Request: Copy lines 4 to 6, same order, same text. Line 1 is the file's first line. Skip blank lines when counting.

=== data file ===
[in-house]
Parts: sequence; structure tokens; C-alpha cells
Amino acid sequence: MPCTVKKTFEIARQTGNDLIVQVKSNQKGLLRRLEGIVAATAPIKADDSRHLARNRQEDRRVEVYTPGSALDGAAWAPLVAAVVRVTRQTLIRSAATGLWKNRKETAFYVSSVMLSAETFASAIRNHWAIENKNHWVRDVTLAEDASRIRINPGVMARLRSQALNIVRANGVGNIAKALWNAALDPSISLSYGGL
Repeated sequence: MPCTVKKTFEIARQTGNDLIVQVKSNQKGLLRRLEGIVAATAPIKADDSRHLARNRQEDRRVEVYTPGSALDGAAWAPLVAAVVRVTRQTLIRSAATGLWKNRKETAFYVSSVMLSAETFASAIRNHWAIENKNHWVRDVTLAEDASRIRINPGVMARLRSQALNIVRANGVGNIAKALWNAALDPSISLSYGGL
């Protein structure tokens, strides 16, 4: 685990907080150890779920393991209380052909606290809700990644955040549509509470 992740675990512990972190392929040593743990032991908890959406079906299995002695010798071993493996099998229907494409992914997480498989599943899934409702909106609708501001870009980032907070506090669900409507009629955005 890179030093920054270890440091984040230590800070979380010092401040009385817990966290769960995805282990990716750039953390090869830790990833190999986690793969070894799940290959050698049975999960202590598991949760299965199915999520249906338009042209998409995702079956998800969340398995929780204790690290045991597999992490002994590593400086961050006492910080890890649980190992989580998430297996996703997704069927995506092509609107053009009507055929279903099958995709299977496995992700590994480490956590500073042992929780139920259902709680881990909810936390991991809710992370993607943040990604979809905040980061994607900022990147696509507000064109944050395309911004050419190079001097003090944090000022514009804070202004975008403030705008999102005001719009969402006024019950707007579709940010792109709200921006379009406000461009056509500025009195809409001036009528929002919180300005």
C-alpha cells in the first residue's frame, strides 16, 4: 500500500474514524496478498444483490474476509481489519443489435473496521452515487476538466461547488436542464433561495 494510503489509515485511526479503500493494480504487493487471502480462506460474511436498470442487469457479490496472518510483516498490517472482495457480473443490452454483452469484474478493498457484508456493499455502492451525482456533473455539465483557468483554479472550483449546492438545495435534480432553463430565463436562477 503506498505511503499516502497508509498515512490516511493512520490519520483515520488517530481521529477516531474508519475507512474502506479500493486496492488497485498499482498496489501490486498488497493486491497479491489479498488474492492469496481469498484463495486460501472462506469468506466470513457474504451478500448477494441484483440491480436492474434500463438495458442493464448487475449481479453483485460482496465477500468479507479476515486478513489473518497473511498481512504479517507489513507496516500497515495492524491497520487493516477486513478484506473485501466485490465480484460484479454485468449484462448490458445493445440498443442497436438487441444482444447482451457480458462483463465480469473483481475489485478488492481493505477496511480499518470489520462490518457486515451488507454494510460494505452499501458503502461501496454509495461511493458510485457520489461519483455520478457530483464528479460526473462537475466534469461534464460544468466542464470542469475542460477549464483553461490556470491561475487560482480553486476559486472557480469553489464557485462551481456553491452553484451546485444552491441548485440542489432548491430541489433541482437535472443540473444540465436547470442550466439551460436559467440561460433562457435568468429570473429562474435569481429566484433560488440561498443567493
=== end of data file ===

Repeated sequence: MPCTVKKTFEIARQTGNDLIVQVKSNQKGLLRRLEGIVAATAPIKADDSRHLARNRQEDRRVEVYTPGSALDGAAWAPLVAAVVRVTRQTLIRSAATGLWKNRKETAFYVSSVMLSAETFASAIRNHWAIENKNHWVRDVTLAEDASRIRINPGVMARLRSQALNIVRANGVGNIAKALWNAALDPSISLSYGGL
């Protein structure tokens, strides 16, 4: 685990907080150890779920393991209380052909606290809700990644955040549509509470 992740675990512990972190392929040593743990032991908890959406079906299995002695010798071993493996099998229907494409992914997480498989599943899934409702909106609708501001870009980032907070506090669900409507009629955005 890179030093920054270890440091984040230590800070979380010092401040009385817990966290769960995805282990990716750039953390090869830790990833190999986690793969070894799940290959050698049975999960202590598991949760299965199915999520249906338009042209998409995702079956998800969340398995929780204790690290045991597999992490002994590593400086961050006492910080890890649980190992989580998430297996996703997704069927995506092509609107053009009507055929279903099958995709299977496995992700590994480490956590500073042992929780139920259902709680881990909810936390991991809710992370993607943040990604979809905040980061994607900022990147696509507000064109944050395309911004050419190079001097003090944090000022514009804070202004975008403030705008999102005001719009969402006024019950707007579709940010792109709200921006379009406000461009056509500025009195809409001036009528929002919180300005």
C-alpha cells in the first residue's frame, strides 16, 4: 500500500474514524496478498444483490474476509481489519443489435473496521452515487476538466461547488436542464433561495 494510503489509515485511526479503500493494480504487493487471502480462506460474511436498470442487469457479490496472518510483516498490517472482495457480473443490452454483452469484474478493498457484508456493499455502492451525482456533473455539465483557468483554479472550483449546492438545495435534480432553463430565463436562477 503506498505511503499516502497508509498515512490516511493512520490519520483515520488517530481521529477516531474508519475507512474502506479500493486496492488497485498499482498496489501490486498488497493486491497479491489479498488474492492469496481469498484463495486460501472462506469468506466470513457474504451478500448477494441484483440491480436492474434500463438495458442493464448487475449481479453483485460482496465477500468479507479476515486478513489473518497473511498481512504479517507489513507496516500497515495492524491497520487493516477486513478484506473485501466485490465480484460484479454485468449484462448490458445493445440498443442497436438487441444482444447482451457480458462483463465480469473483481475489485478488492481493505477496511480499518470489520462490518457486515451488507454494510460494505452499501458503502461501496454509495461511493458510485457520489461519483455520478457530483464528479460526473462537475466534469461534464460544468466542464470542469475542460477549464483553461490556470491561475487560482480553486476559486472557480469553489464557485462551481456553491452553484451546485444552491441548485440542489432548491430541489433541482437535472443540473444540465436547470442550466439551460436559467440561460433562457435568468429570473429562474435569481429566484433560488440561498443567493